Every galaxy harbours a supermassive black hole at its center. A new computer model now shows how these gravity monsters influence the large-scale structure of our universe. The research team includes scientists from the Heidelberg Institute for Theoretical Studies (HITS), Heidelberg University, the Max-Planck-Institutes for Astronomy (MPIA, Heidelberg) and for Astrophysics (MPA, Garching), US universities Harvard and the Massachusetts Institute of Technology (MIT), as well as the Center for Computational Astrophysics in New York. The project, “Illustris – The Next Generation” (IllustrisTNG), is the most complete simulation of its kind to date. Based on the basic laws of physics, the simulation shows how our cosmos evolved since the Big Bang. Adding to the predecessor Illustris project, IllustrisTNG includes some of the physical processes which play a crucial role in this evolution for the very first time in such an extensive simulation. First results of the IllustrisTNG project have now been published in three articles in the journal Monthly Notices of the Royal Astronomical Society. These findings should help to answer fundamental questions in cosmology.
A realistic universe out of the computer
At its intersection points, the cosmic web of gas and dark matter predicted by IllustrisTNG hosts galaxies quite similar to the shape and size of real galaxies. For the first time, hydrodynamical simulations could directly compute the detailed clustering pattern of galaxies in space. Comparison with observational data – including newest large surveys – demonstrate the high degree of realism of IllustrisTNG. In addition, the simulations predict how the cosmic web changes over time, in particular in relation to the underlying “back bone” of the dark matter cosmos. “It is particularly fascinating that we can accurately predict the influence of supermassive black holes on the distribution of matter out to large scales,” says principal investigator Prof. Volker Springel (HITS, MPA, Heidelberg University). “This is crucial for reliably interpreting forthcoming cosmological measurements.”
The most important transformation in the life cycle of galaxies
In another study, Dr. Dylan Nelson (MPA) was able to demonstrate the important impact of black holes on galaxies. Star-forming galaxies shine brightly in the blue light of their young stars until a sudden evolutionary shift ends the star formation, such that the galaxy becomes dominated by old, red stars, and joins a graveyard full of “red and dead” galaxies. “The only physical entity capable of extinguishing the star formation in our large elliptical galaxies are the supermassive black holes at their centers,” explains Nelson. “The ultrafast outflows of these gravity traps reach velocities up to 10 percent of the speed of light and affect giant stellar systems that are billions of times larger than the comparably small black hole itself.”
Where the stars sparkle: New findings for the structures of galaxies
IllustrisTNG also improves researchers´ understanding of the hierarchical structure formation of galaxies. Theorists argue that small galaxies should form first, and then merge into ever larger objects, driven by the relentless pull of gravity. The numerous galaxy collisions literally tear some galaxies apart and scatter their stars onto wide orbits around the newly created large galaxies, which should give them a faint background glow of stellar light. These predicted pale stellar halos are very difficult to observe due to their low surface brightness, but IllustrisTNG was able to simulate exactly what astronomers should be looking for in their data. “Our predictions can now be systematically checked by observers,” Dr. Annalisa Pillepich (MPIA) points out, who led a further IllustrisTNG study. “This yields a critical test for the theoretical model of hierarchical galaxy formation.”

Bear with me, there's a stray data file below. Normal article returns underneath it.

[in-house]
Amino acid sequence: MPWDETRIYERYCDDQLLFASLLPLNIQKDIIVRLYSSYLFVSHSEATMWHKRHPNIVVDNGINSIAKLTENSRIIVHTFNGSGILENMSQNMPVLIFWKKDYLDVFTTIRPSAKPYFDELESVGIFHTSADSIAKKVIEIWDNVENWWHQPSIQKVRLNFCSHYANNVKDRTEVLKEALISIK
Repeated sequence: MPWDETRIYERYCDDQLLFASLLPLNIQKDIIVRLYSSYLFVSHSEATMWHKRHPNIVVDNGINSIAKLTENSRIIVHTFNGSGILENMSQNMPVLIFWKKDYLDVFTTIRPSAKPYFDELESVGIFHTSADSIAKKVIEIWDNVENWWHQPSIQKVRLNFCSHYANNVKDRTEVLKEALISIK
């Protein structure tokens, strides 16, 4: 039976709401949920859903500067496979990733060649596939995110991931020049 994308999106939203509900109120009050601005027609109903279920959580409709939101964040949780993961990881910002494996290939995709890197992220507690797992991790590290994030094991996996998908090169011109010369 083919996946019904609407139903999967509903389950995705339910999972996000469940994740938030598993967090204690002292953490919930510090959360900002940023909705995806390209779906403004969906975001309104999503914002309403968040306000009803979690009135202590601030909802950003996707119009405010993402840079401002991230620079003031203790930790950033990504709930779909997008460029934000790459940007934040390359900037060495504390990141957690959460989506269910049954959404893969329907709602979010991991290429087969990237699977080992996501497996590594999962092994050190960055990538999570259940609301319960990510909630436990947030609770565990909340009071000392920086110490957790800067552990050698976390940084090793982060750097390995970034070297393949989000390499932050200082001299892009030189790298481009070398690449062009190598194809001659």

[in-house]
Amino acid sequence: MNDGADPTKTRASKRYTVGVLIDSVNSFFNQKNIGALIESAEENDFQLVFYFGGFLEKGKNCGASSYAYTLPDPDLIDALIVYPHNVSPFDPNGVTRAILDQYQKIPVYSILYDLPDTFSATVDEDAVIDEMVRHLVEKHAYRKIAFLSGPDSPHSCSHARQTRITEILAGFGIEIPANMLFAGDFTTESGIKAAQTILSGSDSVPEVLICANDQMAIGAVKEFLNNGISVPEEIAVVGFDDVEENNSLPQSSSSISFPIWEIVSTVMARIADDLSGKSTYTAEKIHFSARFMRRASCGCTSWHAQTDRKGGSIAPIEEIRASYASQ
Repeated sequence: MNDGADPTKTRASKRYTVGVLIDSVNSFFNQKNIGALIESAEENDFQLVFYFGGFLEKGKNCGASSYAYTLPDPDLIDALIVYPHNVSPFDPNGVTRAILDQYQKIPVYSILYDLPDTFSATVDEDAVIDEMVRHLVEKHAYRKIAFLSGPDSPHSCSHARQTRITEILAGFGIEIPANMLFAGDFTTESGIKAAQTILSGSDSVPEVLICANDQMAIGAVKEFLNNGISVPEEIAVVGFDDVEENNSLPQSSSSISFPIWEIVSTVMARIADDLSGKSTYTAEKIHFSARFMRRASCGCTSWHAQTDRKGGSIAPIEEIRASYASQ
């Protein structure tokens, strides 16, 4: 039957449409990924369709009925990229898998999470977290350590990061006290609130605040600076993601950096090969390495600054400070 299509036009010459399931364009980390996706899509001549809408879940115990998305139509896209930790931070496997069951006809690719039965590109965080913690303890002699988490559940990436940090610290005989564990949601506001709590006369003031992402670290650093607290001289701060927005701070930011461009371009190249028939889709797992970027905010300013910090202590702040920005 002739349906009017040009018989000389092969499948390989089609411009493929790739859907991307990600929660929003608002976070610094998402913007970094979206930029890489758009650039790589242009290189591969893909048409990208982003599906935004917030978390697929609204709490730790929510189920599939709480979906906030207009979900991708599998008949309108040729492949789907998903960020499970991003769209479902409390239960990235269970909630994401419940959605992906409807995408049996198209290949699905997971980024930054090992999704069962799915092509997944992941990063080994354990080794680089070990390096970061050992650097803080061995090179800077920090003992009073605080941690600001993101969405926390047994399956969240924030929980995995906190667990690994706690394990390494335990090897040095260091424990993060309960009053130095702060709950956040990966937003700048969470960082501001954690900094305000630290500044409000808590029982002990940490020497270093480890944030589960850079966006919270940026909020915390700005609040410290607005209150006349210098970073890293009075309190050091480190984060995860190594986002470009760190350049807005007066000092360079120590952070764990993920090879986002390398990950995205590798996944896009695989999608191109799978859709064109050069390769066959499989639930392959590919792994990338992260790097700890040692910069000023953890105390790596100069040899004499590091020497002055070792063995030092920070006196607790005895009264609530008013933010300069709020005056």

Astrophysics with a special code and a supercomputer
For the project, the researchers developed a particularly powerful version of their highly parallel moving-mesh code AREPO and used it on the Hazel Hen machine at the High-Performance Computing Center Stuttgart, Germany’s fastest mainframe computer, currently ranked nineteenth in the Top500. IllustrisTNG is the largest hydrodynamic simulation project to date for the emergence of cosmic structures. To compute one of the two main simulation runs, over 24,000 processors were used over the course of more than two months to follow the formation of millions of galaxies in a representative region of the universe with nearly one billion light-years on a side. “Thanks to the computing time obtained from the German Gauss Centre for Supercomputing, we have been able to redefine the state of the art in this field,” explains Volker Springel. “The new simulations produced more than 500 terabytes of simulation data. Analyzing this huge mountain of data will keep us busy for years to come, and it promises many exciting new insights into different astrophysical processes.”
Heidelberg Institute for Theoretical Studies (HITS)
Volker Springel, Rüdiger Pakmor, Annalisa Pillepich, Rainer Weinberger, Dylan Nelson, Lars Hernquist, Mark Vogelsberger, Shy Genel, Paul Torrey, Federico Marinacci, Jill Naiman. First results from the IllustrisTNG simulations: matter and galaxy clustering. Monthly Notices of the Royal Astronomical Society, 2018; 475 (1): 676 DOI: 10.1093/mnras/stx3304
Thin slice through the cosmic large-scale structure in the largest simulation of the IllustrisTNG project. The image brightness indicates the mass density and colour visualizes the mean gas temperature of ordinary (“baryonic”) matter. The displayed region extends by about 1.2 billion lightyears from left to right. The underlying simulation is presently the largest magneto-hydrodynamic simulation of galaxy formation, containing more than 30 billion volume elements and particles.
Credit: IllustrisTNG collaboration